It all started before 2010. We bought our first PVR (Personal Video Recorder). It was a Topfield.
It also cost $892!
My wife was a little stunned, a little angry and wondered what on earth I had done. I had tried explain to her what a PVR was and the benefits of owning one would bring.
And so, we had our PVR …
Once we had it set up, my wife discovered the yellow button. On our remote control the yellow button was the 30-second skip ahead function. Guess how long most adverts are?
By recording a show on free-to-air TV we could skip through the ads! We used it so often that, literally, 12 months later, we’d accidentally watch an ad and say, “so that’s what that’s about!” It also rescued watching time considerably! Do you realise how many ads there are sometimes duding commercial television? We’d count them sometimes, nine was our record. Nine times 30 seconds (4.5 minutes), 3 or 4 times during a show!
The yellow button saved us time and some frustration.
Since then we’ve referred to anything we do that brings a benefit as our “yellow button”.
We can make our lives a little easier even though there might be an upfront cost – changing routines, eating differently, getting more exercise, meditating, reading positive books, getting off Facebook!
As you make one change, other changes can become easier, the cost to change reduces.
What has been your “yellow button”?
What change did you invest in that made a significant, positive impact?
We should be doing what we can to make our lives and those we work with easier or simpler to help them and us achieve our goals.
This starts at home and continues into the work itself.
At home it begins with things like ensuring we get the best possible sleep, eating heathy meals (which can vary between individuals), getting enough sunlight and exercise. Simple things in themselves but each can affect our happiness and performance, particularly when added together.
If we are not happy, our energy and focus suffers, which will in turn affect our work. And as we get to work, how do we structure our days so we can be the best we can be?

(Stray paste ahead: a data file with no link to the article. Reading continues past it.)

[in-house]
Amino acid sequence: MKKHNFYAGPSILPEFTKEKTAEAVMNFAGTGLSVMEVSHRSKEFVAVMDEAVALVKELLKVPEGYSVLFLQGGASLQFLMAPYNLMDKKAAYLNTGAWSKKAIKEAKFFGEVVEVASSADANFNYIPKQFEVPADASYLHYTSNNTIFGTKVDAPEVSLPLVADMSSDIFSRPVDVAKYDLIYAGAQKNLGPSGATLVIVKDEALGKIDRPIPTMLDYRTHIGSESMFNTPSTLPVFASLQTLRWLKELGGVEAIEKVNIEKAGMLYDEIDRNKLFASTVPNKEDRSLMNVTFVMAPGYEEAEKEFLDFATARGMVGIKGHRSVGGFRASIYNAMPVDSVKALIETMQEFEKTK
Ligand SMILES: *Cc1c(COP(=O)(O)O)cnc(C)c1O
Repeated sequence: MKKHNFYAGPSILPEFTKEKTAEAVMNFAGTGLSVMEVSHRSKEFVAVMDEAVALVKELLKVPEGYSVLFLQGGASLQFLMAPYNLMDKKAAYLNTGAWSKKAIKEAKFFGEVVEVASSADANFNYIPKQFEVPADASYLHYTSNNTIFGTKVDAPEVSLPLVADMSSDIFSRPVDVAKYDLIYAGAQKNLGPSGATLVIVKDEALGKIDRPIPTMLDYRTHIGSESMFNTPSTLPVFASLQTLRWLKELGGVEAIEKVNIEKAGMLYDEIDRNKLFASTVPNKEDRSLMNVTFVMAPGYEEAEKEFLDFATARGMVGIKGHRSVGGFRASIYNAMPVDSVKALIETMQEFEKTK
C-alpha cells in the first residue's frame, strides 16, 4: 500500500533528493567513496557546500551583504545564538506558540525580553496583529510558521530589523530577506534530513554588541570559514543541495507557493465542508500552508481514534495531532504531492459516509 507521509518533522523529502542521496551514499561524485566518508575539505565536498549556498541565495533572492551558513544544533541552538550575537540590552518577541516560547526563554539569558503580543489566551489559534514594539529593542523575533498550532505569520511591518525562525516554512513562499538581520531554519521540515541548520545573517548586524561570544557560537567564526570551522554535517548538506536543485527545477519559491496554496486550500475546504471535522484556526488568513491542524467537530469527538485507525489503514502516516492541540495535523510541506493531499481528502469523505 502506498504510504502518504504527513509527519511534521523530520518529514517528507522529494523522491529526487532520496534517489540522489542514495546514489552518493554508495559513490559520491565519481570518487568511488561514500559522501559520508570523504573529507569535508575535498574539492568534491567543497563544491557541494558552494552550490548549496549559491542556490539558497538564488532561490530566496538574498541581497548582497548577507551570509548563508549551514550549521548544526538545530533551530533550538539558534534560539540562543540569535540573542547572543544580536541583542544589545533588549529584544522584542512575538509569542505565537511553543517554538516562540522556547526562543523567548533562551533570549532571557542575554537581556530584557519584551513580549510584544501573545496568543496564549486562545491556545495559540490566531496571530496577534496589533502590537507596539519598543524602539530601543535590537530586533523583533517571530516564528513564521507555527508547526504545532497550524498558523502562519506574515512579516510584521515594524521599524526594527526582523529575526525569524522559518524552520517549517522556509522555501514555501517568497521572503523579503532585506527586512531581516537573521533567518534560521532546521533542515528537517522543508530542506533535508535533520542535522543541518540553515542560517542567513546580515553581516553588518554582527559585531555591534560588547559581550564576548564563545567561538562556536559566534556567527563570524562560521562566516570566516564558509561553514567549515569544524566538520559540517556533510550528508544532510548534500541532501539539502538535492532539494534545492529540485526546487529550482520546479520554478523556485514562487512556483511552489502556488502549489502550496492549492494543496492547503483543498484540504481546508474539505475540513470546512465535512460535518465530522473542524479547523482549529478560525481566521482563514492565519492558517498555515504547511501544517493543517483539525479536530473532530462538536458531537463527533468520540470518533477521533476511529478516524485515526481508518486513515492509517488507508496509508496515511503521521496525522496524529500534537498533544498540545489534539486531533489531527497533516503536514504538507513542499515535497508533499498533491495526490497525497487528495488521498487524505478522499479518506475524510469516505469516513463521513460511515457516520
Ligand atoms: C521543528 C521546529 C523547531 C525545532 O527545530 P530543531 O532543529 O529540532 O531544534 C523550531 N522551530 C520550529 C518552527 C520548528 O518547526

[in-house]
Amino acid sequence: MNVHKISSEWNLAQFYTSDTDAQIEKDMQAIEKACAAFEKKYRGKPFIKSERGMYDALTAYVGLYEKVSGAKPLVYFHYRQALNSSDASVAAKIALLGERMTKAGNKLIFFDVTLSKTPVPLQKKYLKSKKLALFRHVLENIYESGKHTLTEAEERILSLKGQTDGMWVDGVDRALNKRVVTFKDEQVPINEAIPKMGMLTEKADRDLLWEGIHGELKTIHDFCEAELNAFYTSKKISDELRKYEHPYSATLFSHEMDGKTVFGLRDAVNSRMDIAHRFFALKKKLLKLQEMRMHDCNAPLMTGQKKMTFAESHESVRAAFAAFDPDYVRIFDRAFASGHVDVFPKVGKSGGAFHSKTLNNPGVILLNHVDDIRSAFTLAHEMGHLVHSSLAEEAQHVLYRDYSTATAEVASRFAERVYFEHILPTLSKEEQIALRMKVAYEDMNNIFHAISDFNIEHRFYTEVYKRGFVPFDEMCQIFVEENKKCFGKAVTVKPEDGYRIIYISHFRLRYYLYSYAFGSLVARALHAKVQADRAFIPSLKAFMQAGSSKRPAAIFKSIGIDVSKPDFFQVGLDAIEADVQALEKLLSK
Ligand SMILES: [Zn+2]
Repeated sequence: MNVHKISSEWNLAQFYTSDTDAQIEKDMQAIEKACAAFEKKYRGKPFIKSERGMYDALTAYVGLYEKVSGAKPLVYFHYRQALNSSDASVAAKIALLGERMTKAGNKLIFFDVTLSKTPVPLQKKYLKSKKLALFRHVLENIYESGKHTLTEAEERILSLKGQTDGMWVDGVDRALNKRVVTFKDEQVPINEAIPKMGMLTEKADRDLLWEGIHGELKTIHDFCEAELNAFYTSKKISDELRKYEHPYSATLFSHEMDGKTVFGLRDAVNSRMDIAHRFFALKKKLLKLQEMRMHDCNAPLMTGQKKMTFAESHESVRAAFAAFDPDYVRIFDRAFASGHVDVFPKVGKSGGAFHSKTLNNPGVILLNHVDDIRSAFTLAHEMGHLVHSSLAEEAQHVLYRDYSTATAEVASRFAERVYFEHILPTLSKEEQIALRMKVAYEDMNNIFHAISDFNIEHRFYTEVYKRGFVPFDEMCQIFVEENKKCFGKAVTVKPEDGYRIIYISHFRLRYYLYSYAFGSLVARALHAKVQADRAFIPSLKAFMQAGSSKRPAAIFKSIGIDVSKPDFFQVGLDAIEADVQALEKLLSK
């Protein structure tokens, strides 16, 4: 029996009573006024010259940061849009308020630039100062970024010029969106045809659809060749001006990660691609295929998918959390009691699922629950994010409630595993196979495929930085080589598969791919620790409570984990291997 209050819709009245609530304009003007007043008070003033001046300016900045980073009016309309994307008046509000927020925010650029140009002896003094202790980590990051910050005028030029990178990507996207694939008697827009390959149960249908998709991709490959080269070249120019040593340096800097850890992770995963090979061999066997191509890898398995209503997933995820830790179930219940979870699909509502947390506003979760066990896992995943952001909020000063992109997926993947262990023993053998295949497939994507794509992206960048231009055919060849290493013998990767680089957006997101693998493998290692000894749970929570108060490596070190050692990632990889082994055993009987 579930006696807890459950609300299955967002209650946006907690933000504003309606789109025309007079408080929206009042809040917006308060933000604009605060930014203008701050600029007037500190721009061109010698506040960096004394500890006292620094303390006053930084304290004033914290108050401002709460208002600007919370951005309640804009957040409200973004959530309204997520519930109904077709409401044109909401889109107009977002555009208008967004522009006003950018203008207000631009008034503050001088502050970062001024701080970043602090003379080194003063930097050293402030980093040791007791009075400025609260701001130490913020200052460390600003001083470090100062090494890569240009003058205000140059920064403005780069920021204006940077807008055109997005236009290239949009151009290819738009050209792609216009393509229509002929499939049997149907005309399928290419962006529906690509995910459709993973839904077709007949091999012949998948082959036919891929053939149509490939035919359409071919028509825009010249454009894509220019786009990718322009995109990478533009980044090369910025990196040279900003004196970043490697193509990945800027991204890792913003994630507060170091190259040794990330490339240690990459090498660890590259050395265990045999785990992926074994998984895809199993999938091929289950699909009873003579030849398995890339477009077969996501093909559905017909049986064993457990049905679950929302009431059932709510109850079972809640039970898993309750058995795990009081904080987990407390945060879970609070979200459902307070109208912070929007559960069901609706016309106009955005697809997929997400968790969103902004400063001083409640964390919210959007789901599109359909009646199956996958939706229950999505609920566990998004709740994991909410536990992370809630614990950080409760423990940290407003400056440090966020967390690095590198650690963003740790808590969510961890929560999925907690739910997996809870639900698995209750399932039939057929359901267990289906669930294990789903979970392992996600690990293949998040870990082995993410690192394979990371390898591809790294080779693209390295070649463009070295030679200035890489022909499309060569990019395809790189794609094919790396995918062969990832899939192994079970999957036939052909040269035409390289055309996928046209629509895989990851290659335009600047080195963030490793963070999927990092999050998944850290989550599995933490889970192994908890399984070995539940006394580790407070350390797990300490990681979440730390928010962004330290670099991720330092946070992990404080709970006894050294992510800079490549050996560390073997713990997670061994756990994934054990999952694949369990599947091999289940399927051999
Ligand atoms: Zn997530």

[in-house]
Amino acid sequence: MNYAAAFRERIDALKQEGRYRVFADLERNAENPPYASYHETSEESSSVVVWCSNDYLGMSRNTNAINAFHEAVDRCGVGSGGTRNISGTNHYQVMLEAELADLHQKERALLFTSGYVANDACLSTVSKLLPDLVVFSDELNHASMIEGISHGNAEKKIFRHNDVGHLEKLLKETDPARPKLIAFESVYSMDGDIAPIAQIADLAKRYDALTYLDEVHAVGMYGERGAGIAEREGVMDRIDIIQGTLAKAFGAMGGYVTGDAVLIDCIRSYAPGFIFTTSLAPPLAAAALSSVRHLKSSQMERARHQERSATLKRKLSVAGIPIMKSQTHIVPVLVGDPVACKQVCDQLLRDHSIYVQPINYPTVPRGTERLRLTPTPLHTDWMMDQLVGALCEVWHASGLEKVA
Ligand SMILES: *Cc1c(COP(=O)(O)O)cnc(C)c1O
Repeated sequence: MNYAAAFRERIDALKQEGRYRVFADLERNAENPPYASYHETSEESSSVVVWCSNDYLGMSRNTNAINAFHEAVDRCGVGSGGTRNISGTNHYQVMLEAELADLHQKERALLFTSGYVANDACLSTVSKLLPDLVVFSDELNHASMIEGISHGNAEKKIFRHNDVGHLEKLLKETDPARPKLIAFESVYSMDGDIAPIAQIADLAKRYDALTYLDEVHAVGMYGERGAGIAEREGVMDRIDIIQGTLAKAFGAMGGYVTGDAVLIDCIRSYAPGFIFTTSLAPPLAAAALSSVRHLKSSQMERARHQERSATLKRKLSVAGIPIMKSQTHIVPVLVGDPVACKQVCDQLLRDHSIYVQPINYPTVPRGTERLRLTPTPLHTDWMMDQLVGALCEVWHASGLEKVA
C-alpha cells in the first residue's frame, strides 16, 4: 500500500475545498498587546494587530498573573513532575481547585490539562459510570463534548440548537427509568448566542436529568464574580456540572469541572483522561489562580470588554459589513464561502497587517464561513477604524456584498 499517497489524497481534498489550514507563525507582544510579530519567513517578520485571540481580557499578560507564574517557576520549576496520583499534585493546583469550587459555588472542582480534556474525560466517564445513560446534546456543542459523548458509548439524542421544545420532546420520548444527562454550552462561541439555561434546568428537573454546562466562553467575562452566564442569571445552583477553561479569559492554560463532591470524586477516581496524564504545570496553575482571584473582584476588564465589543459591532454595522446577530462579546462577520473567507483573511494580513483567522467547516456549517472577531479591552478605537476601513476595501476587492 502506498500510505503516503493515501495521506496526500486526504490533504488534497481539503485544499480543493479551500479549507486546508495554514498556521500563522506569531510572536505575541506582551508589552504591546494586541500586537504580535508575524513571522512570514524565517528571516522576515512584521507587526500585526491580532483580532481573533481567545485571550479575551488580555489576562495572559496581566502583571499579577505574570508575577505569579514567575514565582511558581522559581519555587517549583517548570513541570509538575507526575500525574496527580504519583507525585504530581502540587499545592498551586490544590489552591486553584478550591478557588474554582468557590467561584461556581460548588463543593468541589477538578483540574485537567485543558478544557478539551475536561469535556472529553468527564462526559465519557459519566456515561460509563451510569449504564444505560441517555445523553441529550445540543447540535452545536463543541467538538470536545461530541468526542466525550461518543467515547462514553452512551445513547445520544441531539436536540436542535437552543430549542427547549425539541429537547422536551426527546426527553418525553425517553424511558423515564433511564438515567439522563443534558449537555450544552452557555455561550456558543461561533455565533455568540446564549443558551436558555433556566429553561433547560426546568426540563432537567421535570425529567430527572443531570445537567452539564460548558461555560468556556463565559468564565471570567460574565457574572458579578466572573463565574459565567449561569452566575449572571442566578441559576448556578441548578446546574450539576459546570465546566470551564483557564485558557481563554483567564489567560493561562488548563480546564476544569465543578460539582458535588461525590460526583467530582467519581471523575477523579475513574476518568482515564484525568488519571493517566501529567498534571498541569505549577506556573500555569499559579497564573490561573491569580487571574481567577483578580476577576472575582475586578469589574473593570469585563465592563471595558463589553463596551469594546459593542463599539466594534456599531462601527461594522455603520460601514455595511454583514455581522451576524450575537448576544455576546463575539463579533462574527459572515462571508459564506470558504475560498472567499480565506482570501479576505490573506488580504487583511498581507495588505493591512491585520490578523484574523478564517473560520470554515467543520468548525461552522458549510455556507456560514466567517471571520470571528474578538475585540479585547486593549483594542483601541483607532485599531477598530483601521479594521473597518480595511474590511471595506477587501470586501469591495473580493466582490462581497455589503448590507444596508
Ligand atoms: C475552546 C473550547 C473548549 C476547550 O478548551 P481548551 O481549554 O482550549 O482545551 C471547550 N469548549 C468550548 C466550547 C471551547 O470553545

It can be having specific routines and clear expectations. This will allow you and your direct reports to know exactly what is required, when and how.
There is a peace of mind and clarity in knowing what to do and how to do it.
For example, every day, before I get to the office I have listed my 3 Most Important Things (MITs) . They are my focus for the day – outside of my routine tasks. My day will already be busy so by having these priorities I can say no to casual, generally less important requests and focus on daily responsibilities and my 3 MITs.
I think of it like this: at the end of each day I am going to mentally reflect on how I went, even just casually. Was it a good day or a bad day? And then, what caused it to be good or bad? What was in my control and what was not?
If I allow the tasks of the day to jumble up and cause chaos that is my responsibility alone. Yes, there will be days where the “proverbial really hits the fan” and I need to throw my plans out, but over 221* working days in a year, most of those days I will be in relative control.
I will be in control because I have plans, routines and execution strategies to help me focus and keep things simple. I don’t need any further friction.
I do these things to make my life easier. Work, sometimes, is not easy but I don’t have it make it harder than it needs to be either.
*221 working days is determined as follows (in Australia):